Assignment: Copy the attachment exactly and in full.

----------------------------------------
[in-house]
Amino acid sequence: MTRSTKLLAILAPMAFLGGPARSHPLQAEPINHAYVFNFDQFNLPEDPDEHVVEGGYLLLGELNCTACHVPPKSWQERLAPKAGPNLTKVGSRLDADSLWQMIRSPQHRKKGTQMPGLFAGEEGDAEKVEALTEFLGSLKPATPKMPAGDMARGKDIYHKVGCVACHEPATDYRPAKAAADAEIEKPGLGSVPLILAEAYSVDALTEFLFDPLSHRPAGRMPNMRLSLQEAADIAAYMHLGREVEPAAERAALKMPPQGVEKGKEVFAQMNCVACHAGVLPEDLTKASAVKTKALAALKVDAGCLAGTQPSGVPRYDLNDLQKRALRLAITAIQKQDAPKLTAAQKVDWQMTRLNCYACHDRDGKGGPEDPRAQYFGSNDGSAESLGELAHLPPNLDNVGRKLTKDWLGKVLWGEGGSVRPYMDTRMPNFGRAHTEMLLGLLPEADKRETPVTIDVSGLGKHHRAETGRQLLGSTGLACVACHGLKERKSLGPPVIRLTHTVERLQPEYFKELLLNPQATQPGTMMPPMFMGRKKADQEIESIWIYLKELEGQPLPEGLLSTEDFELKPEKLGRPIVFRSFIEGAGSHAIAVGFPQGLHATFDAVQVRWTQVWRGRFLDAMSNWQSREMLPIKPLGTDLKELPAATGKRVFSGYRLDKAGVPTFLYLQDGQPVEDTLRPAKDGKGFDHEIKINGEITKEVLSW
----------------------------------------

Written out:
[in-house]
Amino acid sequence: MTRSTKLLAILAPMAFLGGPARSHPLQAEPINHAYVFNFDQFNLPEDPDEHVVEGGYLLLGELNCTACHVPPKSWQERLAPKAGPNLTKVGSRLDADSLWQMIRSPQHRKKGTQMPGLFAGEEGDAEKVEALTEFLGSLKPATPKMPAGDMARGKDIYHKVGCVACHEPATDYRPAKAAADAEIEKPGLGSVPLILAEAYSVDALTEFLFDPLSHRPAGRMPNMRLSLQEAADIAAYMHLGREVEPAAERAALKMPPQGVEKGKEVFAQMNCVACHAGVLPEDLTKASAVKTKALAALKVDAGCLAGTQPSGVPRYDLNDLQKRALRLAITAIQKQDAPKLTAAQKVDWQMTRLNCYACHDRDGKGGPEDPRAQYFGSNDGSAESLGELAHLPPNLDNVGRKLTKDWLGKVLWGEGGSVRPYMDTRMPNFGRAHTEMLLGLLPEADKRETPVTIDVSGLGKHHRAETGRQLLGSTGLACVACHGLKERKSLGPPVIRLTHTVERLQPEYFKELLLNPQATQPGTMMPPMFMGRKKADQEIESIWIYLKELEGQPLPEGLLSTEDFELKPEKLGRPIVFRSFIEGAGSHAIAVGFPQGLHATFDAVQVRWTQVWRGRFLDAMSNWQSREMLPIKPLGTDLKELPAATGKRVFSGYRLDKAGVPTFLYLQDGQPVEDTLRPAKDGKGFDHEIKINGEITKEVLSW